YOUR SOURCE OF INFORMATION ABOUT CURRENT ISSUES IN THE TENNESSEE WALKING HORSE INDUSTRY
FINAL RULE GOES TO OMB..... CAN BE ENACTED ANYTIME.....
FINAL RULE TO BE PUBLISHED NEXT WEEK JUST PRIOR TO INAUGURATION
On April 1, 2016 the United States Department of Agriculture notified the Office of Information & Regulatory Affairs of its intent to engage in a rulemaking in regard to the Horse Protection Act. The description of that intent indicates that a major portion of the PAST ACT, which was written and backed by the Humane Society of the United States, and possibly the entire bill would be enacted through this rulemaking process, and thus bypass a vote on the bill in Congress. As written the PAST Act makes illegal the use of action devices, weighted shoes and pads by the Tennessee Walking Horse, the Racking Horse and the Spotted Saddle Horse at horse shows. There is no indication at this time whether or not that list will be broadened to include other breeds such as the Saddlebred, Hackney and Morgan. The PAST Act also expands government overreach by removing the HIO system and replacing it with what would effectively be agents of the federal government. It also amplifies the penalties, possibly eliminating for life a horse found in violation by an inspector, of the highly subjective scar rule. When these regulations are finalized the only recourse for the industry is through the court system. We anticipate that the legal fees to fight those regulations will be substantial.
USDA Announces Changes Aimed at Ending the Inhumane Practice of Horse Soring
Friday, January 13, 2017
WASHINGTON, January 13, 2016--The U.S. Department of Agriculture’s (USDA) Animal and Plant Health Inspection Service (APHIS) today announced a final rule that includes changes that will help to protect horses from the cruel and inhumane practice known as soring and eliminate the unfair competitive advantage that sore horses have over horses that are not sore. The practice of soring is intended to produce a high stepping gait through the use of action devices, caustic chemicals, and other practices that cause horses to suffer, or reasonably be expected to suffer physical pain, distress, inflammation, or lameness while walking or moving.
APHIS enforces the HPA, which is a Federal law that makes it unlawful for any person to show, exhibit, sell, or transport sore horses, or to use any equipment, device, paraphernalia, or substance in such events that the USDA prohibits to prevent the soring of horses. APHIS works actively with the horse industry to eliminate such inhumane practices and the resulting unfair competition they create at HPA-covered events.
The final rule addresses recommendations made by the USDA’s Office of Inspector General following an audit of APHIS’ horse protection program, which found the existing industry-led inspection program to be inadequate for ensuring compliance with the HPA. The rule also seeks to address the substantial noncompliance that continues to exist among Tennessee Walking Horses and racking horses and the relationship that continues to exist between the use of certain prohibited items and soring in horses, such as the use of permitted action devices alone or in conjunction with prohibited substances.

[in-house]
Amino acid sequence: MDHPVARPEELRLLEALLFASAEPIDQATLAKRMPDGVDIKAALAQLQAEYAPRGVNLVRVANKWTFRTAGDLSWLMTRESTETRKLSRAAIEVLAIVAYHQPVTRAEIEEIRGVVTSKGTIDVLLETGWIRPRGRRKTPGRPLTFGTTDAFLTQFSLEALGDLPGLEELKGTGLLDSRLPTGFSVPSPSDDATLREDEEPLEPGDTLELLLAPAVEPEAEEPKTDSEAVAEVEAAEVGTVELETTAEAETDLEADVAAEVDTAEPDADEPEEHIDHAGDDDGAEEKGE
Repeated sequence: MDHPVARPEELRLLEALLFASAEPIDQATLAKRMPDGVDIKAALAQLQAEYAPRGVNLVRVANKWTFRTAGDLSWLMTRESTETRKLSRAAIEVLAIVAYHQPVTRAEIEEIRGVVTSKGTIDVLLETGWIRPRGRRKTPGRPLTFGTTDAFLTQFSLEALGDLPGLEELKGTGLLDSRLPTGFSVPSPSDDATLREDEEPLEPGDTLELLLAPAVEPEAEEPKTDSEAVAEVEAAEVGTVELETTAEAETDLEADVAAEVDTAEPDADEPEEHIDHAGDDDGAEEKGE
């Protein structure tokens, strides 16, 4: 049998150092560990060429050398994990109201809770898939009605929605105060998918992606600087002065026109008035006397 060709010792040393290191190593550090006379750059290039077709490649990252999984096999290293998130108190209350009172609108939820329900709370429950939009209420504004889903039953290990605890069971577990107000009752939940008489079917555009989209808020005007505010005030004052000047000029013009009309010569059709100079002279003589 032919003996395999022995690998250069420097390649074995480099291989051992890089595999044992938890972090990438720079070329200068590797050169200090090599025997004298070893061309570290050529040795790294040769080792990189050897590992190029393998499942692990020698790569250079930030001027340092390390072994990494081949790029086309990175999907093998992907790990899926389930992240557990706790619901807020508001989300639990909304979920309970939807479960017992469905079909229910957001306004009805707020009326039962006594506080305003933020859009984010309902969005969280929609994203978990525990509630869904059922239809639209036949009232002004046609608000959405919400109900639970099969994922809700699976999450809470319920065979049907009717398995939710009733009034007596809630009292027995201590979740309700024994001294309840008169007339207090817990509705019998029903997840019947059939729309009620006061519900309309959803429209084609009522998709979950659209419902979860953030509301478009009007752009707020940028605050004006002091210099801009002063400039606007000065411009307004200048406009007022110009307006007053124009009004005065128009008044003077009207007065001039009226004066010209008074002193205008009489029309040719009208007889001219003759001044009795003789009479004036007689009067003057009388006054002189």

Under the final regulation—
· APHIS will license, train, and oversee independent, third party inspectors, known as Horse Protection Inspectors, and establish the licensing eligibility requirements to reduce conflicts of interest. This will alleviate Horse Industry Organizations of all regulatory requirements.
· Expanded equipment prohibitions apply to Tennessee Walking Horses and racking horses involving the use of action devices and associated lubricants, and pads and wedges unless used for therapeutic veterinary treatment.
· Management of HPA-covered events must keep and submit certain records to APHIS, provide Horse Protection Inspectors with access, space, and facilities to conduct inspections, and have a farrier physically present to assist HPIs at horse shows, exhibitions, sales, and auctions that allow Tennessee Walking Horses or racking horses to participate in therapeutic pads and wedges if more than 150 horses are entered, and have a farrier on call if 150 or fewer horses are entered.
Strengthening the HPA regulations and enforcement of alleged violations of the HPA, will best position APHIS to achieve the Congressional purposes of the HPA – ending the cruel and inhumane practice of soring horses and unfair competition. In addition, the prohibitions on the use of action devices and pads (with certain exceptions) are consistent with recommendations made by the American Veterinary Medical Association, the American Association of Equine Practitioners, and leading industry standards for equestrian sports.
This final rule will be publish in the Federal Register in the coming days. A copy of the rule that was submitted to the Federal Register can be viewed here.
The changes regarding the prohibitions on the use of action devices and associated lubricants for exhibitors of Tennessee Walking horses and racking horses, along with the training and licensing of inspectors will be effective 30 days after publication in the Federal Register. The rest of the rule will be effective January 1, 2018.
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